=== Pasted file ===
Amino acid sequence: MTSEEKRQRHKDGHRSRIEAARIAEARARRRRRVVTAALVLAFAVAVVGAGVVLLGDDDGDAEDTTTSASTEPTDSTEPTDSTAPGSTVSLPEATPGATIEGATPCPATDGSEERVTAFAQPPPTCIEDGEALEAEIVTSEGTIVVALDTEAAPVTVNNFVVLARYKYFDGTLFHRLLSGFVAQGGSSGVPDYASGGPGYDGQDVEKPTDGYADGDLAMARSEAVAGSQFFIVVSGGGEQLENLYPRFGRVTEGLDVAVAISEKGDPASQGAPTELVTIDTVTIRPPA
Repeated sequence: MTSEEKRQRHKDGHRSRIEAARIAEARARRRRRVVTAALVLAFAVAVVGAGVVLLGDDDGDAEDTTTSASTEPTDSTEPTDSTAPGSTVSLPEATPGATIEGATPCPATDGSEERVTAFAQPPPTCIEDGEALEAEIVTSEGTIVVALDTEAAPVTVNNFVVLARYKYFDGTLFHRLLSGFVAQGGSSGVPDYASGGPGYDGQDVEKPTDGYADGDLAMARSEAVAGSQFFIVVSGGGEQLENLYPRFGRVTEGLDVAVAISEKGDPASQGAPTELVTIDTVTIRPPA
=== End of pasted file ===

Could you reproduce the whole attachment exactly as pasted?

Amino acid sequence: MTSEEKRQRHKDGHRSRIEAARIAEARARRRRRVVTAALVLAFAVAVVGAGVVLLGDDDGDAEDTTTSASTEPTDSTEPTDSTAPGSTVSLPEATPGATIEGATPCPATDGSEERVTAFAQPPPTCIEDGEALEAEIVTSEGTIVVALDTEAAPVTVNNFVVLARYKYFDGTLFHRLLSGFVAQGGSSGVPDYASGGPGYDGQDVEKPTDGYADGDLAMARSEAVAGSQFFIVVSGGGEQLENLYPRFGRVTEGLDVAVAISEKGDPASQGAPTELVTIDTVTIRPPA
Repeated sequence: MTSEEKRQRHKDGHRSRIEAARIAEARARRRRRVVTAALVLAFAVAVVGAGVVLLGDDDGDAEDTTTSASTEPTDSTEPTDSTAPGSTVSLPEATPGATIEGATPCPATDGSEERVTAFAQPPPTCIEDGEALEAEIVTSEGTIVVALDTEAAPVTVNNFVVLARYKYFDGTLFHRLLSGFVAQGGSSGVPDYASGGPGYDGQDVEKPTDGYADGDLAMARSEAVAGSQFFIVVSGGGEQLENLYPRFGRVTEGLDVAVAISEKGDPASQGAPTELVTIDTVTIRPPA